The Assistant Chief can answer your questions and will likely advise us to call 9-1-1 for nearly every public safety concern, even if it’s not an emergency because it enables SPD to use those statistics to deploy resources, such as police patrols.

Crime Prevention Coordinator: If you would like to talk to someone at SPD about crime prevention techniques, ongoing crime problems in your neighborhood, getting involved in Block Watch, and setting up a meeting to train you and your neighbors on crime prevention tips, contact Mary.Amberg@seattle.gov or call her at 206-684-7711.

One of the best ways to get involved in your neighborhood is to attend the community council in your neighborhood and subscribe to their newsletters. Click on the links below to see their next monthly meeting:

To subscribe to RBCA’s e-newsletter, CLICK HERE. The Ravenna Blog seems to be most active on Twitter, which you can access by CLICKING HERE.

MORE “MEETINGS TO CONNECT” (from the sample of Northeast Seattle community groups listed above):

  • WHAT: University Park Community Club (UPCC) shares information about “Mobility” around the incoming Sound Transit light rail station at Brooklyn Ave NE in the heart of the U District.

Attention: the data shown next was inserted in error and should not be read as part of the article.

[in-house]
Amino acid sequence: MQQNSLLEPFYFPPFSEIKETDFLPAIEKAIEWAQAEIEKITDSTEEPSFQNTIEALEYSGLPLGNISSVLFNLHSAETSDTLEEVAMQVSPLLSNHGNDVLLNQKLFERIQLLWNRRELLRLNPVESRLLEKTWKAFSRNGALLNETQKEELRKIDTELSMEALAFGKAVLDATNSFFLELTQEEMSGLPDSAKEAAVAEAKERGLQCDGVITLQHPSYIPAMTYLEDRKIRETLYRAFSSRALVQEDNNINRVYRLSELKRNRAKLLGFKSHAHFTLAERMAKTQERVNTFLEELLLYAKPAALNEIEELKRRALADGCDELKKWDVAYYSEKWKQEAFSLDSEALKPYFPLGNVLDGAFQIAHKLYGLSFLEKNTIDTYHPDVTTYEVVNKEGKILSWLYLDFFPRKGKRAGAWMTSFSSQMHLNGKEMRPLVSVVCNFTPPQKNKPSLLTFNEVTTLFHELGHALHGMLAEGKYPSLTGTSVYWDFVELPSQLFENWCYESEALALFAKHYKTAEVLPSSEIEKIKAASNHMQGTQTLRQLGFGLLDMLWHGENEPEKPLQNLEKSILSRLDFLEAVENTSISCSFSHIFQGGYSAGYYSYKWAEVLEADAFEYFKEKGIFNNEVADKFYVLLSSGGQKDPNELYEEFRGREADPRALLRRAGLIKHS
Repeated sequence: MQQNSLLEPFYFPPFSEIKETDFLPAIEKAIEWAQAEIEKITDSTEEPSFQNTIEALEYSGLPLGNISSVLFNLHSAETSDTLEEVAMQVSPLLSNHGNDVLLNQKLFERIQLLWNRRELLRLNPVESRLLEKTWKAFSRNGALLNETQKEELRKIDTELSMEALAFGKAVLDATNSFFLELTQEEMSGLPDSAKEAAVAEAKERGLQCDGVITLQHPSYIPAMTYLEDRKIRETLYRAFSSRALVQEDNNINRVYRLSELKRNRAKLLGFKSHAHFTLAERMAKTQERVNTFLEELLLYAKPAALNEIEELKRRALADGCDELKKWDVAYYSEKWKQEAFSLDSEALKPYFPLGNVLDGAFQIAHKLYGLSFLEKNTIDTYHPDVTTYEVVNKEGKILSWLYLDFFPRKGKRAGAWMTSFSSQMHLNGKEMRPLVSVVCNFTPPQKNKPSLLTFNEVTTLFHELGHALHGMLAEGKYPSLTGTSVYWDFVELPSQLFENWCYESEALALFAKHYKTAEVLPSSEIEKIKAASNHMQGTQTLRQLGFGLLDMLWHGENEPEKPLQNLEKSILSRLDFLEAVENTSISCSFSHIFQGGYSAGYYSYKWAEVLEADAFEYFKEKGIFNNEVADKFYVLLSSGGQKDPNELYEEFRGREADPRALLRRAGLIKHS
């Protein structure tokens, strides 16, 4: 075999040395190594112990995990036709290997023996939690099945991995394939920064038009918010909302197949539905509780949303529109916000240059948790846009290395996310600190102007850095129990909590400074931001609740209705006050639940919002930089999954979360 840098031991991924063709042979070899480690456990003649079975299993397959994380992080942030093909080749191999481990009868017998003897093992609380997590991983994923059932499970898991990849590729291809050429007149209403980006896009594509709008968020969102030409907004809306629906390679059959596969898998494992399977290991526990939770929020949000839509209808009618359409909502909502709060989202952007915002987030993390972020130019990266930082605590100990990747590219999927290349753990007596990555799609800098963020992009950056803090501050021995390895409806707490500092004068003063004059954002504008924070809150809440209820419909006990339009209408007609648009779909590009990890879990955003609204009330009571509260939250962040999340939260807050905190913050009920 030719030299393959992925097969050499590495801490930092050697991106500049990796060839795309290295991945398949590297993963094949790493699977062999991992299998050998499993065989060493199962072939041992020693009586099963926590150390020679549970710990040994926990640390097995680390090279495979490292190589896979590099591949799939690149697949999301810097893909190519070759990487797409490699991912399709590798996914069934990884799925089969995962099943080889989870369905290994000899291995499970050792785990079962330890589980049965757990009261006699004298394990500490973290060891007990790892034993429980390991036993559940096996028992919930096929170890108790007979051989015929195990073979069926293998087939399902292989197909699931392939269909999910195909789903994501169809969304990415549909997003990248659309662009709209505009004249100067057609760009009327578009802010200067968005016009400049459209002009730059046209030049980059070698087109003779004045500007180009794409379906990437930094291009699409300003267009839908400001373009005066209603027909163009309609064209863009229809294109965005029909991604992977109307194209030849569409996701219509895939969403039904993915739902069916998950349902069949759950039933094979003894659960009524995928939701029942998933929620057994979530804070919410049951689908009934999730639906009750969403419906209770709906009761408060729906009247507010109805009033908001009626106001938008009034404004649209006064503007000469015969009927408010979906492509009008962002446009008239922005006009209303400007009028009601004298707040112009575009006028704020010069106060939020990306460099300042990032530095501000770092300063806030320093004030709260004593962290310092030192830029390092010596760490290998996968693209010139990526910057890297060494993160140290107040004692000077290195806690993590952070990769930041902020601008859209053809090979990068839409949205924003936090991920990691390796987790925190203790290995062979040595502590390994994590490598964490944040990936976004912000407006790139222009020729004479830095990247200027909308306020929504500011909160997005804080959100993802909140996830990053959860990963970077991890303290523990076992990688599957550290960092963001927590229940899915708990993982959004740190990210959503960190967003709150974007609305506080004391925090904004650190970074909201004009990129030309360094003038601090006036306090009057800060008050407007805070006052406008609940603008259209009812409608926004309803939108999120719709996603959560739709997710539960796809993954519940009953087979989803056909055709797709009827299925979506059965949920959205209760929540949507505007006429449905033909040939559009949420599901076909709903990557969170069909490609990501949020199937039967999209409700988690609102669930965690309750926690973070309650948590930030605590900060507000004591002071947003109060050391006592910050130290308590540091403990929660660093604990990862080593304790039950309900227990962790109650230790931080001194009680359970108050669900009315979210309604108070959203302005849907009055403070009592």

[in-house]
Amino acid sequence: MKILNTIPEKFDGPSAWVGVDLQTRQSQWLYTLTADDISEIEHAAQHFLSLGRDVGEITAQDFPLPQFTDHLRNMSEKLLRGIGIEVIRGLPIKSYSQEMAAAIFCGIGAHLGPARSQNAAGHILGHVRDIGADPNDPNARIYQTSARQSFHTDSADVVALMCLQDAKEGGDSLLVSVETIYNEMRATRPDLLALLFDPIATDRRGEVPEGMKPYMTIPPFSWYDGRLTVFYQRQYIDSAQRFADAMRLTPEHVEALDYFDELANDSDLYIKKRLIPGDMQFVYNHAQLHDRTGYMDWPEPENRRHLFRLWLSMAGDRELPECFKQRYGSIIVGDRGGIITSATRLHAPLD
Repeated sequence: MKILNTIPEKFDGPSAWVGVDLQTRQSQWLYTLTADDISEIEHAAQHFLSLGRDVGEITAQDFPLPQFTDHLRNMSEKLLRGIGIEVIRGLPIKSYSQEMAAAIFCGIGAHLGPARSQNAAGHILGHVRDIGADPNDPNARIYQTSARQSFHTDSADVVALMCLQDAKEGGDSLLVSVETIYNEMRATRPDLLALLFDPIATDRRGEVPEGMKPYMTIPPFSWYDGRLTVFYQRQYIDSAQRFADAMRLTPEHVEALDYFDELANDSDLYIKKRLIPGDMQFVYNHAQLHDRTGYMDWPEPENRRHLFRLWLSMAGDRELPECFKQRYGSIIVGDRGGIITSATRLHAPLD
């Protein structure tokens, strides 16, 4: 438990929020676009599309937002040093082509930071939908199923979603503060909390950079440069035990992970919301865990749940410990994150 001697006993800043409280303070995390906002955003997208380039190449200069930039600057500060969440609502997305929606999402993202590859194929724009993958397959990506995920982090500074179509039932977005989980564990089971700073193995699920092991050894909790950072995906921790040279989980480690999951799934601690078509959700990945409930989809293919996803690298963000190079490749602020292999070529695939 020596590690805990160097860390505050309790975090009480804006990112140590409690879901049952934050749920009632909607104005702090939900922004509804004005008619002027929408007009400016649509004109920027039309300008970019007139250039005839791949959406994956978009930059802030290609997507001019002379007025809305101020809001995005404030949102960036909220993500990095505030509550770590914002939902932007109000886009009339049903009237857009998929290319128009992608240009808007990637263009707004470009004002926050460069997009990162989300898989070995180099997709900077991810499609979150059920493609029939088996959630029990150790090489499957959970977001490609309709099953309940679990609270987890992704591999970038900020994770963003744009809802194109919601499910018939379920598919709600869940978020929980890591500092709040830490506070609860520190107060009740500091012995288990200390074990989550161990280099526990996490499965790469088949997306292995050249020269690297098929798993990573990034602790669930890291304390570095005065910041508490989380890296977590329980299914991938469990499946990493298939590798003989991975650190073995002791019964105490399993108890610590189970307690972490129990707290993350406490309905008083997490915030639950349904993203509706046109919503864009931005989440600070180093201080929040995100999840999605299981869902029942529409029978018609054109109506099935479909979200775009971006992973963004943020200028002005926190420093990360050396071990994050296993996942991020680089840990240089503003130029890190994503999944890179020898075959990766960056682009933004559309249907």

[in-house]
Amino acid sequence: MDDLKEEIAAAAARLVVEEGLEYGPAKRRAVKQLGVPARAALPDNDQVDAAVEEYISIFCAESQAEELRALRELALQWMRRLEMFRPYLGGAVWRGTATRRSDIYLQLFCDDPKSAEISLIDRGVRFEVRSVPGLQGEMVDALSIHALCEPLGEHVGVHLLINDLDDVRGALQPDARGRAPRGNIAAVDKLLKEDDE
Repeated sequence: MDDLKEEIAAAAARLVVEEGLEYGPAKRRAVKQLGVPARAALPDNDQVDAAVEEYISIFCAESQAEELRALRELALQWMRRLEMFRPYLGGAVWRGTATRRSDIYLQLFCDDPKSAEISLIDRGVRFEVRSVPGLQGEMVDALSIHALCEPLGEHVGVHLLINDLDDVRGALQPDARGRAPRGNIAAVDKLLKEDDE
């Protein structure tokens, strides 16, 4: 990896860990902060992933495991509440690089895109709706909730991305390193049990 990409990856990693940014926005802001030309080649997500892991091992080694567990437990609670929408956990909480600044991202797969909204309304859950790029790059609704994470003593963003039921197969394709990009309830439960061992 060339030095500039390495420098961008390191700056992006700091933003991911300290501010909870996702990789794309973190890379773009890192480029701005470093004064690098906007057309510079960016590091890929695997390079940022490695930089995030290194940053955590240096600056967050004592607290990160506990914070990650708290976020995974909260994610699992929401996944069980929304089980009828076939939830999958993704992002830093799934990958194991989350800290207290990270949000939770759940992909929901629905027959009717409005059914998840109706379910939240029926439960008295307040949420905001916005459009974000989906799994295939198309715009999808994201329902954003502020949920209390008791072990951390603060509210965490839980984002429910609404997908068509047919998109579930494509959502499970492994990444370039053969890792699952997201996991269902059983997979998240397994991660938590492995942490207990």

• WHEN: Wednesday, April 18, 2018 at 7:00 p.m.
  • WHERE: University Lutheran Church at 16th Ave NE and NE 50th St Seattle, WA 98108
  • WHO: you and your neighbors and local transportation experts
  • WHY: because you want to learn more about the light rail station that opens in 2021. Will there be a way to drive there and drop off your family members?

Community Councils of connected neighborhoods used to join together to collaborate and share information at a district level, forming 13 District Councils across Seattle. Disappointingly, Former Ed Murray abandoned the all-volunteer District Councils. Some believe he did this because many of those groups were opposing the centerpiece of his H.A.L.A. recommendations: the top-down, back-room deal to grant citywide upzones to real estate developers in exchange for funding some affordable housing in the future. The irony is that the volunteers still meet in neighborhoods throughout the City, while the former Mayor was abandoned.

Neighborhoods endure. But it takes neighbors like you to keep them going. Connect!

1 Fun to Enjoy

Fiddler on the Roof in Roosevelt

Couldn’t score tickets to Hamilton? The next best thing is performed by Roosevelt! That’s Roosevelt High School here in Northeast Seattle. Bring the entire family to a show.  Avoid downtown traffic for a low pressure outing that supports the budding thespians in your neighborhood. During Roosevelt High School’s open house, we heard the teachers and students proudly announce the upcoming performances including their epic Spring musical “Fiddler on the Roof.”